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Abandoning Gender “Identity”

International instruments fail to specify the meaning of gender identity. Yet gender identity has been invoked as a prohibited ground of discrimination, particularly in cases concerning trans persons. Trans existences fall outside the expectation of a correspondence between sex and gender. “Trans” is an umbrella term referring to people who do not identify with the sex attributed to them at birth. This broad definition encompasses pre-operative and postoperative transsexuals, as well as persons who have not undergone any medical intervention and do not conform to the social norms of expression and self-identification imposing the binary. Regional conventions do not define the concept of gender identity either. Documents issued by the United Nations and regional human rights bodies frequently rely on the category, without any clear explanation of the notion, or of what makes gender identity different from gender as such. Relying on Lacanian psychoanalysis, this essay argues that gender is an identity per se and challenges international law’s treatment of gender and gender identity as distinct categories. Underlying this essay is the view that questioning the shape that the law gives to “gender  identity” is the preliminary step to evaluating what protections human rights law can or cannot offer to individuals.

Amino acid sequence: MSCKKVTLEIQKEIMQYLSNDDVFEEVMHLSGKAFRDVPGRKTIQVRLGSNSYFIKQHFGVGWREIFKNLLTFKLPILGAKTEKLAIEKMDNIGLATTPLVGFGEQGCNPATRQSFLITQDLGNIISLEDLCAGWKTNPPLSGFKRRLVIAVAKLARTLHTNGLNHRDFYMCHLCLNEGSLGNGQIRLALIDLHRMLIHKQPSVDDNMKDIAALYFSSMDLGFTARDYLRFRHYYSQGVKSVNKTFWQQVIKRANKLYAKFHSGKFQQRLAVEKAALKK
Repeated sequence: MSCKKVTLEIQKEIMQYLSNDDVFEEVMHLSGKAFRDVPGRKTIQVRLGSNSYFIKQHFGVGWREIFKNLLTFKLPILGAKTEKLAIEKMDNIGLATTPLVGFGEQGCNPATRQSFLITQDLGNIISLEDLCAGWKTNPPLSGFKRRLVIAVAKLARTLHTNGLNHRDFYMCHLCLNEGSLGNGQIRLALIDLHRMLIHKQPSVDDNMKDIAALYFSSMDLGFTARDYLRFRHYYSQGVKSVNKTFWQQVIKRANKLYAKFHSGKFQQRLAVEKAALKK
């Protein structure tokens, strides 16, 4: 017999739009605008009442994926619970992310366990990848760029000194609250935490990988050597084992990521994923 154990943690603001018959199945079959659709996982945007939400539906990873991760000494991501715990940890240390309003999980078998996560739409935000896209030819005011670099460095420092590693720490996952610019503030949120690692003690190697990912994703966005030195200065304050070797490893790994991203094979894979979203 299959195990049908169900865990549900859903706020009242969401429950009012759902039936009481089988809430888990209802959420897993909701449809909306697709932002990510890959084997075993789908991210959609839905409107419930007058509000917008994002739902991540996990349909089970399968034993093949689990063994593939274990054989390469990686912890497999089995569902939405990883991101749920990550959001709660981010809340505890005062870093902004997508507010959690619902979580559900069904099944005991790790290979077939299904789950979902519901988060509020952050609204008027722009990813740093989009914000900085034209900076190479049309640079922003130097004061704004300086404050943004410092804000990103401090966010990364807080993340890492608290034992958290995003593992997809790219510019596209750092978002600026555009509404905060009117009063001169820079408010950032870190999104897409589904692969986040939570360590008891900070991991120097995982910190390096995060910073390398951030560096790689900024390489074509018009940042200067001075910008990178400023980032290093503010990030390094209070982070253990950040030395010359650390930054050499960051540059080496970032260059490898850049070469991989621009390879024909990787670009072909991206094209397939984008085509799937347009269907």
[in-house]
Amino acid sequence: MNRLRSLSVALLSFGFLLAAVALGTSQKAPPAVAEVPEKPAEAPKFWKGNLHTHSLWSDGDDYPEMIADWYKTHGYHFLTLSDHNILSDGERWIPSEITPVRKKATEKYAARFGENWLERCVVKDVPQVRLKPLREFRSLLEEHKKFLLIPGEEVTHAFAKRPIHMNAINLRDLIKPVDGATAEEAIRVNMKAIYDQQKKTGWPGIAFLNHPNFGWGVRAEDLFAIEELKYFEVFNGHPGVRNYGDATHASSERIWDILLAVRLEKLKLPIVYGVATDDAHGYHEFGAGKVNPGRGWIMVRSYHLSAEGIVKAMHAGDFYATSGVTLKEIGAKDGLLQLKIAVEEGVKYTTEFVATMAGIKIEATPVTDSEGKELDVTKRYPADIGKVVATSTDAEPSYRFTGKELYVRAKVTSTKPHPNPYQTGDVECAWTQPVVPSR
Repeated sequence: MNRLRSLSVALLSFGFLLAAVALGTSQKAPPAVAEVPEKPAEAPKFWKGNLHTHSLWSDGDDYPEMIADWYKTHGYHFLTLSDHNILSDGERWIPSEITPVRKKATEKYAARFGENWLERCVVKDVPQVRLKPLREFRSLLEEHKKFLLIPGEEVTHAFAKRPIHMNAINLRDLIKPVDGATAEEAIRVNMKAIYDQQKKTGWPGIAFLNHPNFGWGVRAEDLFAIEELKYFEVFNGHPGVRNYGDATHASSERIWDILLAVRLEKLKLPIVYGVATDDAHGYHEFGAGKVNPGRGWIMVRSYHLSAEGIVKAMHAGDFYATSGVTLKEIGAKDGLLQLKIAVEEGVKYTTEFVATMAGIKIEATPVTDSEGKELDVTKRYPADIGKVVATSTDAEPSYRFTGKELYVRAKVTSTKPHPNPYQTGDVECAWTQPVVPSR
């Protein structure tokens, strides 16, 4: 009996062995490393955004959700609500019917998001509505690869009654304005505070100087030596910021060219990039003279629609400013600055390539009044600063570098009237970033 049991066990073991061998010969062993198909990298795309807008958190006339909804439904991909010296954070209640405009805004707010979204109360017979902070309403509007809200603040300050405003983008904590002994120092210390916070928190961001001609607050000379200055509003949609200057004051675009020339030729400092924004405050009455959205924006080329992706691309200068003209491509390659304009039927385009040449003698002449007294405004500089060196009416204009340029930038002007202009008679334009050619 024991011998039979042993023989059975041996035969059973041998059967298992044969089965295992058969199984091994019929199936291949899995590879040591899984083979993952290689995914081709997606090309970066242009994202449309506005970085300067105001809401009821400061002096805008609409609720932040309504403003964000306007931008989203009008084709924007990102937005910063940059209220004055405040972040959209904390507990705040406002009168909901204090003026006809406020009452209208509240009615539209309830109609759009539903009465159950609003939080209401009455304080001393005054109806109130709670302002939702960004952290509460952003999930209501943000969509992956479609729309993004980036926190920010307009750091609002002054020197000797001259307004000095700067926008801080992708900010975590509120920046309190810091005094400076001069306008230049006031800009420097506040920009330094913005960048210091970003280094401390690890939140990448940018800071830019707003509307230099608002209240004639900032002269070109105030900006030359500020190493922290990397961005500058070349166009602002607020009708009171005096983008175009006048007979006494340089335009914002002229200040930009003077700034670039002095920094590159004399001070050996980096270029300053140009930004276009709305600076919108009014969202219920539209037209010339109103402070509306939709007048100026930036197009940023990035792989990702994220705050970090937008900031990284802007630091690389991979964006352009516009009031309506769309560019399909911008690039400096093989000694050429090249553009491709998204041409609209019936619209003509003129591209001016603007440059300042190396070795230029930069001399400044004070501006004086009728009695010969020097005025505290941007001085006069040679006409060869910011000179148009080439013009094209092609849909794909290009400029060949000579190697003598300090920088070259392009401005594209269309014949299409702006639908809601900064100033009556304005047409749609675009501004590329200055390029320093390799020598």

(by Giovanna Gilleri)